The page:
"A Life" is eloquent, literate witty, and touching -- a rich and communicative theater event. Everything about this production -- including Robert Fletcher's costumes and deep-perspective scenery, and Marc Weiss's beautifully subtle lighting -- has been delicately harmonized. And it is acted with extraordinarily touching humanity by two generations of gifted players.
Hugh Leonard sheds fresh illumination on some of his favorite themes in this rich new character play at the Morosco Theater. The life in question belongs to Desmond Drumm, the austere civil servant who made brief but important appearances in Mr. Leonard's prize-winning "Da" two seasons ago. Drumm takes center stage in a work distinguished by Mr. Leonard's skillful blending of full-bodied comedy and deep-seated pathos.
Like Moliere's misanthropic Alceste, Drumm doesn't tolerate fools gladly. Indeed, he scarcely tolerates anyone at all. A determined loner, he isolates and insulates himself behind his own superiority. In "Da," Drumm confided that he had long ago decided to have standards rather than "indiscriminate friendships. . . . it's my own misfortune that so few people have come up to them." A more embittered and belatedly wiser Drumm admits that the standards he cherished have themselves failed him.
Yet because of the humanity and understanding with which the role has been perceived and acted, drumm wins compassion rather than scorn. He's the kind of stiff-necked sourpuss to whom one wants to say: "Des, old boy, you're your own worst enemy. Give life a chance." But the comeback would be too scathing to encourage further remonstrance. for the man perversely torments himself with the enmity he incites. Whether in semantics or deportments, he is punctilious to a fault and the fault is self-justification. Yet his love for language and learning is genuine.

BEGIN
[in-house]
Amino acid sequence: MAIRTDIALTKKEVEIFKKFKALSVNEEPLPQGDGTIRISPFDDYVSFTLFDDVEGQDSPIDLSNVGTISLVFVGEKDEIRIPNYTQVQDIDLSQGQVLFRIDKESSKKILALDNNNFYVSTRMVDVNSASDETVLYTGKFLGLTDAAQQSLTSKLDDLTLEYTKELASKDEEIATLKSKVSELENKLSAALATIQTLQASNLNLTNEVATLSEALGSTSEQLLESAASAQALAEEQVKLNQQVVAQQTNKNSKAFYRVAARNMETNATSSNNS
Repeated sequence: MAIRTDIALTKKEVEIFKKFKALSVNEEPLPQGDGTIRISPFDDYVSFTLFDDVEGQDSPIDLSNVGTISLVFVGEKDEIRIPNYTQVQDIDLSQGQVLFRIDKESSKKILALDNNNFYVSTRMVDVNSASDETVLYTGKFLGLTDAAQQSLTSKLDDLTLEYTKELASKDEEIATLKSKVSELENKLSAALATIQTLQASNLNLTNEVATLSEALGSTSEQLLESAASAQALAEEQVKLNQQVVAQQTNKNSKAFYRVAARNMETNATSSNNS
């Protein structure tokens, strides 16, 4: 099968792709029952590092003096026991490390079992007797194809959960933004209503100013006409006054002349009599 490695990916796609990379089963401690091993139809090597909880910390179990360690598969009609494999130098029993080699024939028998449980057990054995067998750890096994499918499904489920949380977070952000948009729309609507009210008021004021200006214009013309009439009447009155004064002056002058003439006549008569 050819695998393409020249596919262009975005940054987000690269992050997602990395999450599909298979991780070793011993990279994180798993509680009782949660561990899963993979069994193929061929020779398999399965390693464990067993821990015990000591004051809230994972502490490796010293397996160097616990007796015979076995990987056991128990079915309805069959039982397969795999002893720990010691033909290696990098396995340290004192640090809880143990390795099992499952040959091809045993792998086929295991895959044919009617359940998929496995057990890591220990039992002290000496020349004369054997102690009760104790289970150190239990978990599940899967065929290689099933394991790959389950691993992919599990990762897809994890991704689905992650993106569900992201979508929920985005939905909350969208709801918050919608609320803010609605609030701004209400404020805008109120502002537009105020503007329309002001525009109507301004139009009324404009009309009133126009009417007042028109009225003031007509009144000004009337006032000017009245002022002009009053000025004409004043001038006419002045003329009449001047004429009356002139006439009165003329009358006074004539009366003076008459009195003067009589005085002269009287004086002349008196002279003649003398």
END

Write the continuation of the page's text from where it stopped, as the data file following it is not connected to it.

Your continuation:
In a variation of the technique employed for "Da," Mr. Leonard uses flashbacks to unfold the life story of this humdrum civil servant. They transport the spectator from the south-of-Dublin town of the present to the youthful days of the four principal characters. Thus we leanr how an intellectually adamant young Des crossly repulsed mary (Lauren Thompson), the high-spirited love of his life. Mary turned to the rough-and-tumble Lar Kearns (David Ferry) while Des wound up with Dolly (Dana Delany), a prettily artless creature with a sweet disposition and no great store of intellect.
Through its fluid counterpoint of present and past, "A Life" traces patterns of cause and effect, of how formative experiences shape the future. In Drumm's case, an early upbringing by a stern schoolmaster father, who inflicted canings, have left their harsh psychological mark. Incorrigibly pedantic and often fiercely witty, Des offends by his very obsession with correctness. Nevertheless, as couples, the Drumms and the Kearnses remained friends until an estrangement which has lasted six years as the play opens.
As the elderly Drumm simultaneously facing retirement and a grim medical verdict, Roy Dotrice personifies the individual who has attempted a lifelong emotional hunger strike. The hunger remains yet Drumm disdains self-pity and Mr. Dotrice respects him for it. Hence his tragedy becomes a natural subject for comedy. Pat Hingle's Lar Kearns is every inch and pound the earthy, good-natured, lovable ne'er-do-well. As the respective wives, helen Stenborg embodies all of Dolly's sweet forbearance, while Aideen O'Kelly's zesty, auburn-haired mary demonstrates that the girl is mother to the woman.